In this post, as mentioned earlier, I will explain how my spring security 2.0.5 ACL (access control list) enhancement of the acegi security plugin 0.5.1 for Grails can be configured. My work bases on Stephan February’s solution for the 0.3 plugin version and acegi security. Apart from the implementation changes within the plugin, the plugin configuration only has minor changes. This is the reason why it is strongly advised to read Stephan’s blog post before continuing with this article as I will only mention major differences between the configuration of his plugin version and mine.
One difference in my version is the possibility of applying ACLs to method parameters (see 2.1 for an example):
For this to work custom voters have to be defined. A custom definition for the example of Stephan’s blog post looks as follows:
springSecACLVoters = [ //this map must be called 'springSecACLVoters' aclReportWriteVoter: [// custom beanName domainObjectClass: 'Report', // which type of domainclass will be secured roleName: 'ACL_REPORT_WRITE', // under which name the voter should be referenced later? Must start with 'ACL_' permissions: [ org.springframework.security.acls.domain.BasePermission.ADMINISTRATION, org.springframework.security.acls.domain.BasePermission.WRITE] // which concrete permissions will be checked if 'ACL_REPORT_WRITE' is specified ], aclReportDeleteVoter: [ domainObjectClass: 'Report', roleName: 'ACL_REPORT_DELETE', permissions: [ org.springframework.security.acls.domain.BasePermission.DELETE] ] ]
I added comments in the corresponding lines to describe the single options in detail. As you can see more than one voter can be defined as long as the map name is ‘springSecACLVoters’ and the map is defined in SecurityConfig.groovy. Please note that if you do not need method parameter checking with ACLs you can simply omit the map configuration of voters.
Aside from the definition of custom voters and for applying ACLs to method parameters I added three other options to SecurityConfig.groovy:
useAcl = true // defaults to false, optional aclClassIdentityQuery="SELECT @@IDENTITY" // this query is for MySQL, default is 'identity()' for hsqldb, optional aclSidIdentityQuery="SELECT @@IDENTITY" // this query is for MySQL, default is 'identity()' for hsqldb, optional
If you want to use ACL extensions in general useAcl must be specified and set to “true”. Furthermore the enhancement uses the default JdbcMutableAclService implementation of Spring. For this reason you must have the possibility to change its identity queries (look here) to match your database. This can be done with the two corresponding options. The code snippet above shows working example values for hsqldb and MySQL.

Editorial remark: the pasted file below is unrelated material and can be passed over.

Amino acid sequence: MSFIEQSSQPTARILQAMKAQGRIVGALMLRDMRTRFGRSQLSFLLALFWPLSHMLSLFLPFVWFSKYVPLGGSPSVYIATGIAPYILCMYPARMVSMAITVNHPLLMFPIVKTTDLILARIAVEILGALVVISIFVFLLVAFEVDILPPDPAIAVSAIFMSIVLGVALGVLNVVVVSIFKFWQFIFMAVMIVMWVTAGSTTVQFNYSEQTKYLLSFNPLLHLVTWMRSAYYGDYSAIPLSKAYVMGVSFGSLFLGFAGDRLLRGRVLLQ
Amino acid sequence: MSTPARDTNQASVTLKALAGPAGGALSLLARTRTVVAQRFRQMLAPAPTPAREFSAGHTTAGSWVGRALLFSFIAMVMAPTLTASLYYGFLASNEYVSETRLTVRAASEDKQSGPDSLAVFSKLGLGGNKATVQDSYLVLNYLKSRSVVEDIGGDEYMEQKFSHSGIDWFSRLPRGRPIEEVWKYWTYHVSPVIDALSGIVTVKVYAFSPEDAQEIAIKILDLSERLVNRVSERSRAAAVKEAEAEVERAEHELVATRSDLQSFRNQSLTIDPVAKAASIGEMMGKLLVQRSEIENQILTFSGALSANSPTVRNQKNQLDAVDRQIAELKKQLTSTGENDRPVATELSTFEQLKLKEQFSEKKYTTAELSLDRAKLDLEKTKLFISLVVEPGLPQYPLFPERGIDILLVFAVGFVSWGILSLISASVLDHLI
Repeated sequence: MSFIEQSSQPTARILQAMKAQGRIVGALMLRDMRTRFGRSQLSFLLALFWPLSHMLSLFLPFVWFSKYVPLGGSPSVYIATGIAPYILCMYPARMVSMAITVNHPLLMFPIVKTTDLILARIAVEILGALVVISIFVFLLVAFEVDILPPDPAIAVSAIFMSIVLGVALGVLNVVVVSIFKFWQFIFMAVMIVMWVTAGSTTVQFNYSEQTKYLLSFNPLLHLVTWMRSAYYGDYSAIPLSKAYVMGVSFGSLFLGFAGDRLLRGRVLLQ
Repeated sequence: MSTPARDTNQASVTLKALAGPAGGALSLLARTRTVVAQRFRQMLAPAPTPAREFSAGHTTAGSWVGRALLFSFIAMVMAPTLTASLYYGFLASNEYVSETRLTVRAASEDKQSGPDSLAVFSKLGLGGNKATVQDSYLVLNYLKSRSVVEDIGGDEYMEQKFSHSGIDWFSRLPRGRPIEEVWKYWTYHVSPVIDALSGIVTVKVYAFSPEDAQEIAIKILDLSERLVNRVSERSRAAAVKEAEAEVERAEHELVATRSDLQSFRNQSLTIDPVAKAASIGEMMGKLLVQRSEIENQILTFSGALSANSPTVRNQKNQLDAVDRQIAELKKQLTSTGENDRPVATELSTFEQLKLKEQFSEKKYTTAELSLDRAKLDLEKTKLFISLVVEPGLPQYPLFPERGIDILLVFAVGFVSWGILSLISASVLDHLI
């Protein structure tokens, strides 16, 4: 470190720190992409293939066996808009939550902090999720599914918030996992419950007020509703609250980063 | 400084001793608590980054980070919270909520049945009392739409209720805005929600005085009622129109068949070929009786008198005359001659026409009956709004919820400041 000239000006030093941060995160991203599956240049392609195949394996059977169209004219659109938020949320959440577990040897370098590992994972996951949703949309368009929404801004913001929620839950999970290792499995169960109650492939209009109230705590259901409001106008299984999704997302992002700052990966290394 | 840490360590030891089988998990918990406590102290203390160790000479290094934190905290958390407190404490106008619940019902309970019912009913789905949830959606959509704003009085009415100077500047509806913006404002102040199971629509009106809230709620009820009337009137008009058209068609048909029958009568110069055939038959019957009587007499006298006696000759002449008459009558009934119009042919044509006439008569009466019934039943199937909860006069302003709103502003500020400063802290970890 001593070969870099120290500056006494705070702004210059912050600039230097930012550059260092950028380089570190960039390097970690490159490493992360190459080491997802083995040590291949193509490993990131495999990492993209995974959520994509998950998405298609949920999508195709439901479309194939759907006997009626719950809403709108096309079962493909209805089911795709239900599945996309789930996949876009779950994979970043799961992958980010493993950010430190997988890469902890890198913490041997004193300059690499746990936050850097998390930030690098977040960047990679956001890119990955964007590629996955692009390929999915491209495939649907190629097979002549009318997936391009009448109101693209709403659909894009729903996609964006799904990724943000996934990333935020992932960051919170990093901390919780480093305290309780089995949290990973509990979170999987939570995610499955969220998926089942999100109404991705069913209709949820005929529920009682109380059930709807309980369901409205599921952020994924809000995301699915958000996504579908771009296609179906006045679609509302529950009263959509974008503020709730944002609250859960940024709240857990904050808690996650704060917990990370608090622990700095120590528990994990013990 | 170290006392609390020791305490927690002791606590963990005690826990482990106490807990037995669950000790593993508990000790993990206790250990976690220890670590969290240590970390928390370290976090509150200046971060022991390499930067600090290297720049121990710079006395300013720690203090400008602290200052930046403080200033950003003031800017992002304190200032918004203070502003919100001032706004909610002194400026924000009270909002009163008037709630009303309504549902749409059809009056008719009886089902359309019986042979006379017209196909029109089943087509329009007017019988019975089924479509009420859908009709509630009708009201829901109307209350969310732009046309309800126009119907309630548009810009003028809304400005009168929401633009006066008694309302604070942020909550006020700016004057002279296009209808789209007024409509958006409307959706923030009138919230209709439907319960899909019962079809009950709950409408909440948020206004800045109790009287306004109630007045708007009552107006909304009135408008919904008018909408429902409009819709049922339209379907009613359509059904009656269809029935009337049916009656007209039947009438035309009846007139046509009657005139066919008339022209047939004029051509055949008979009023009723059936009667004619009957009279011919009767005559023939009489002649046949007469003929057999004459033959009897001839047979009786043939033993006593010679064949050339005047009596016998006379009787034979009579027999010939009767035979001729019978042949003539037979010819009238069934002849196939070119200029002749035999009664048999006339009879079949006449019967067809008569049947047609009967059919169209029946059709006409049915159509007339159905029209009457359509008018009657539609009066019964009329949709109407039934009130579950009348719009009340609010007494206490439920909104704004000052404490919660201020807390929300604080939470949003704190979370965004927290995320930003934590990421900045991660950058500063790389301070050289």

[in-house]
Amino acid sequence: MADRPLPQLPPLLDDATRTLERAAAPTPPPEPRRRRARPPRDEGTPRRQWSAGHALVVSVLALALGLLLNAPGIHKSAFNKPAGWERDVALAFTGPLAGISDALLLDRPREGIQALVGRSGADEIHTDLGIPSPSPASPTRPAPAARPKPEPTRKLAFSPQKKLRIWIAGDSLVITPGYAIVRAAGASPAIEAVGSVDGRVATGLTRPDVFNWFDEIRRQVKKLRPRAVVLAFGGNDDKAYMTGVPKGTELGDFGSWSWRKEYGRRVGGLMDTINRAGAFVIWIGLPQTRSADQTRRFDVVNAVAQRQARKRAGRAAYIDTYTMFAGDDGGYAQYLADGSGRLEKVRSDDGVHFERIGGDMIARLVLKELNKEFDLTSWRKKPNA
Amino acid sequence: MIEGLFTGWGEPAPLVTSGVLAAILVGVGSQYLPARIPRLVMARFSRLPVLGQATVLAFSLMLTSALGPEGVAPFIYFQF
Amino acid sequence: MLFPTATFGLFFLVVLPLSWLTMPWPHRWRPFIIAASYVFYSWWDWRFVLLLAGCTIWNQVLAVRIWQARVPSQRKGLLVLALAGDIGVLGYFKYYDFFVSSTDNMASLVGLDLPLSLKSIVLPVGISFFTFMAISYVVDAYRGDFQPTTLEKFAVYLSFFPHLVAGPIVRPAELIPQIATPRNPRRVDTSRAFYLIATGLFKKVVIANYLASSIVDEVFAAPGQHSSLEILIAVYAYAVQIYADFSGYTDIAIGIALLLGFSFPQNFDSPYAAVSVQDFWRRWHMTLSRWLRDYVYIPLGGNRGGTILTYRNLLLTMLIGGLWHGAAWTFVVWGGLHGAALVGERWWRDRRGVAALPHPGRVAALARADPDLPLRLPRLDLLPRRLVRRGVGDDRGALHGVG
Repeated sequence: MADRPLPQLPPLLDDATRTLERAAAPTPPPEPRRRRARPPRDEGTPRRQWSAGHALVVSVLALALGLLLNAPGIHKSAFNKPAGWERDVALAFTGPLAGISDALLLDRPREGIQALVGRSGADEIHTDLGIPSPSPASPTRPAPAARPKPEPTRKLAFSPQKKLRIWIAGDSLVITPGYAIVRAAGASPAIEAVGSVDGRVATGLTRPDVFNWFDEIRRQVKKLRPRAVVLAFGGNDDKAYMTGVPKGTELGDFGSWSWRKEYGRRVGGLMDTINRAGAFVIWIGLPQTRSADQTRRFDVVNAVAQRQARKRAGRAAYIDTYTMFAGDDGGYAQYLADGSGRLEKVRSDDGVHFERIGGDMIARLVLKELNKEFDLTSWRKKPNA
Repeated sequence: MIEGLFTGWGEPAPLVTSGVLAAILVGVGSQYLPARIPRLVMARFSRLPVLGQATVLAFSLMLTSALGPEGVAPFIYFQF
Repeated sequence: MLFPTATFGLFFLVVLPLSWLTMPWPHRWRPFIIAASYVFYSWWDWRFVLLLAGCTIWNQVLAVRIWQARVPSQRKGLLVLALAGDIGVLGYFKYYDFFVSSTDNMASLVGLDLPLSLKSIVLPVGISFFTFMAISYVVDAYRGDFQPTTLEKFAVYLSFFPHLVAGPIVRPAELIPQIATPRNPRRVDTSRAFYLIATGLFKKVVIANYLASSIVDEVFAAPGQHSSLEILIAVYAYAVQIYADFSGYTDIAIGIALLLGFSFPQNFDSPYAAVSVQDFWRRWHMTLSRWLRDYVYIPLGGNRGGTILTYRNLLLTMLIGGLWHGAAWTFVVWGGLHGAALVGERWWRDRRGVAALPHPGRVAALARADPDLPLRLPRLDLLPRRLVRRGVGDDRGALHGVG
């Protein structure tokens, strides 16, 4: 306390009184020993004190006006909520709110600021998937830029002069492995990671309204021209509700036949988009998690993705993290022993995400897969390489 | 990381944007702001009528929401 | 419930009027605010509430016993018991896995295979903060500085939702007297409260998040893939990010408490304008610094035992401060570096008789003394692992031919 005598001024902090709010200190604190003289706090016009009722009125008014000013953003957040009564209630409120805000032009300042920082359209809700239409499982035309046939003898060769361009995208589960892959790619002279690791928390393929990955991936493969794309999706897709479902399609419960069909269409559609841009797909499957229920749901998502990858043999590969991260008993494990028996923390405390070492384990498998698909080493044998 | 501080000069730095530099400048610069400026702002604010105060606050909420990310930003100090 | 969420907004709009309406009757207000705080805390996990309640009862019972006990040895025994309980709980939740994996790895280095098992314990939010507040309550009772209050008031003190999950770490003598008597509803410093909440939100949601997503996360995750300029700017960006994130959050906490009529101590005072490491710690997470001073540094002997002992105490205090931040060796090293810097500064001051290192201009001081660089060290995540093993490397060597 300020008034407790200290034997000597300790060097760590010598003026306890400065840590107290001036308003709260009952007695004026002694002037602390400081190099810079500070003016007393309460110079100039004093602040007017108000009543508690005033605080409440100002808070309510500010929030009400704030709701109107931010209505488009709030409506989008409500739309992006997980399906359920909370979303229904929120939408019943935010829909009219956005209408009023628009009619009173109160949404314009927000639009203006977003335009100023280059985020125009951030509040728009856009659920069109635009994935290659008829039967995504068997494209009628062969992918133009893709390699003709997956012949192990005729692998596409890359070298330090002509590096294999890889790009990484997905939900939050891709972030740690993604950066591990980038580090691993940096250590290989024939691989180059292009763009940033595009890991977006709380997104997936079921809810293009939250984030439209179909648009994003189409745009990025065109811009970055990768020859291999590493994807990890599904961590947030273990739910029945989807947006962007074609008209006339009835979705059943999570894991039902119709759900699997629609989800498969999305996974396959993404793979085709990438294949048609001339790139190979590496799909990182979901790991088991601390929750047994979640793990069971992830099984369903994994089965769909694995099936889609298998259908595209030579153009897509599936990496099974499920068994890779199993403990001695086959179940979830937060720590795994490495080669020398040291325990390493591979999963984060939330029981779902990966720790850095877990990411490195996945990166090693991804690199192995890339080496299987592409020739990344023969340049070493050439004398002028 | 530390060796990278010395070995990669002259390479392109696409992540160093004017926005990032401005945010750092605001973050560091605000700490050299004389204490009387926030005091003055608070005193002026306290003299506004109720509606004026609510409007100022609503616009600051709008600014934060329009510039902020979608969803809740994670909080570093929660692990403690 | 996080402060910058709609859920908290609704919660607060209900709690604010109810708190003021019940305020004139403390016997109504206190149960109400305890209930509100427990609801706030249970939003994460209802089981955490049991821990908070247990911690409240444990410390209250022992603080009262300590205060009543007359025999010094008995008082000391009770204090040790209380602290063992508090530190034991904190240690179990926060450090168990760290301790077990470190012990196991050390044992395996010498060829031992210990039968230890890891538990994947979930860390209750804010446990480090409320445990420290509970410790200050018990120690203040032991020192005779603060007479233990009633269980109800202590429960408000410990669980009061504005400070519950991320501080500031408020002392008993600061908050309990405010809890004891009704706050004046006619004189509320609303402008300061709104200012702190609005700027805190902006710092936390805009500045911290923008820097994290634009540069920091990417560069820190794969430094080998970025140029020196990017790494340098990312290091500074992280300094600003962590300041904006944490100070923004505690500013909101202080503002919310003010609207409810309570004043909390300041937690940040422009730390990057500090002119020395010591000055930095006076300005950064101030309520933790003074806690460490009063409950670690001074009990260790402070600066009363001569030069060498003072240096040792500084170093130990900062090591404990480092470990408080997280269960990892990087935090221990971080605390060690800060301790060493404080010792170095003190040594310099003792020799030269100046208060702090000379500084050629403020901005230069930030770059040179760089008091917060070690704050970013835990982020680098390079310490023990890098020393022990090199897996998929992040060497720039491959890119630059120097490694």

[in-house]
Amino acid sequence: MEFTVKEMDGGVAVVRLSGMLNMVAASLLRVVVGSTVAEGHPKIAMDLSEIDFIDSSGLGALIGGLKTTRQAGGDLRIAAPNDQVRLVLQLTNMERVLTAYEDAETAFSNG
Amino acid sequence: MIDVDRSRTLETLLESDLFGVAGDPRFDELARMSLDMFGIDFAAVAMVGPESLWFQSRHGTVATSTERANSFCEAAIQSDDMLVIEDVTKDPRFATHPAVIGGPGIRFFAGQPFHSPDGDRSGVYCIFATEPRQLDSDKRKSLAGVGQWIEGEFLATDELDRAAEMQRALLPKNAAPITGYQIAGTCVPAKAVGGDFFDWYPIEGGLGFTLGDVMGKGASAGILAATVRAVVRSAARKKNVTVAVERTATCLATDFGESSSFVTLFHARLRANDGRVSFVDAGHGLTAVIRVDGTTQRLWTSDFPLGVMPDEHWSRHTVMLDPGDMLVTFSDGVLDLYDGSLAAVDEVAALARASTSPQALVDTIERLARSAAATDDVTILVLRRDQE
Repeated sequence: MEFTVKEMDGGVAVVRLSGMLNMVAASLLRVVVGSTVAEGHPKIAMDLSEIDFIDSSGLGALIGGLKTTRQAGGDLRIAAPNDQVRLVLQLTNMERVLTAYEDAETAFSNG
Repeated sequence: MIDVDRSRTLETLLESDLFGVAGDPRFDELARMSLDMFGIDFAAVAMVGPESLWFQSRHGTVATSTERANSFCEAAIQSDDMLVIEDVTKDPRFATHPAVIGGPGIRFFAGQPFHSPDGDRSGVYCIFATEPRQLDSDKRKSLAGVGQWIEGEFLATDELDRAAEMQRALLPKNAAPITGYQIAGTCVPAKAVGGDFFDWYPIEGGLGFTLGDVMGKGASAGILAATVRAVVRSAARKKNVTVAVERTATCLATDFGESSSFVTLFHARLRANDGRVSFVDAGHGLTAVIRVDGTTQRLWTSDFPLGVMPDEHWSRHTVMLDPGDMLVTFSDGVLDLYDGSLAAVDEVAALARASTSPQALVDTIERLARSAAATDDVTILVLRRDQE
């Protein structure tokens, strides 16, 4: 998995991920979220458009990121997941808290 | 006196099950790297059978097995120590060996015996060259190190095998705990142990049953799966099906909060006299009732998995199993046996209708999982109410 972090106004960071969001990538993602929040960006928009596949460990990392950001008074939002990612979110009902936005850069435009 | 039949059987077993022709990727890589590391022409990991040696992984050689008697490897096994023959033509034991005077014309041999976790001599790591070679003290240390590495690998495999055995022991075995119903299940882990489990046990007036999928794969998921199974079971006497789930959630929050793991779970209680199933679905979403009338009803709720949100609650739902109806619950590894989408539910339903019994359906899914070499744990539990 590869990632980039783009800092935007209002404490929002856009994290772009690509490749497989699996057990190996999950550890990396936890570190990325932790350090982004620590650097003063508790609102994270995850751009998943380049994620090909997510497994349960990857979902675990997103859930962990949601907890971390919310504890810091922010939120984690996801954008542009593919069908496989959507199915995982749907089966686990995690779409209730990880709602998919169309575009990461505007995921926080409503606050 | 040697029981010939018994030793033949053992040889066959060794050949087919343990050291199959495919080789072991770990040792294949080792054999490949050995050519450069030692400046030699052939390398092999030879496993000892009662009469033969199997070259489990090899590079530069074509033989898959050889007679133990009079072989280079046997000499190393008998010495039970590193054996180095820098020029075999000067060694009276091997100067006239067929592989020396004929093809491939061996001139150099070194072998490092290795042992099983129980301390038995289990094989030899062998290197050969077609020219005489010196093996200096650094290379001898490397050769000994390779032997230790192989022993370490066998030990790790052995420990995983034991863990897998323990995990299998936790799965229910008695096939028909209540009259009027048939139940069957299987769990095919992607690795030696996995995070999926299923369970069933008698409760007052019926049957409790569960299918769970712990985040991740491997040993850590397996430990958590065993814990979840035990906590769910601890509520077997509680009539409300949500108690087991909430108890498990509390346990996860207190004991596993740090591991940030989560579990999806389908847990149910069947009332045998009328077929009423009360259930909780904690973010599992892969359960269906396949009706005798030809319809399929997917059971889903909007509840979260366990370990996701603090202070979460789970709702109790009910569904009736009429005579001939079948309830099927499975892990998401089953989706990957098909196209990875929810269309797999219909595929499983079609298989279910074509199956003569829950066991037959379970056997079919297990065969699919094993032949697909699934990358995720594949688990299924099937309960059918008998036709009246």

Apart from feature and configuration changes the infrastructure of the plugin did also undergo a change since Stephan’s version: Because of the move of the ACL domain classes into the plugin domain directory the Gant target “CreateAclDomains” is no longer needed.
Therewith the description of the plugin configuration is complete. Some issues however remain to be done:
- Calling of acl security functionality when using ‘run-app’ may raise a class not found exception which will not be raised when ‘run-war’ is used. I have to examine this more precisely and eventually file a bug report.
- Test cases should be developed before a possible integration of the code into the main acegi security plugin tree. I am in contact with Burt Beckwith to get this working.
- I have to upload the code to the GRAILSPLUGINS-723 JIRA task so that Burt Beckwith can decide on a possible integration into the acegi plugin version control tree. I will do this within the next week as I am very busy at the moment.
I hope this helps somebody
Feedback is greatly appreciated
Jump to other parts of this series:
- Integration of Spring Security into Grails – plugin approach 3
- Integration of Spring Security into Grails – plugin approach 2
- Integration of Spring Security into Grails – plugin approach 1
- Integration of Spring Security into Grails – Spring approach
- The Decision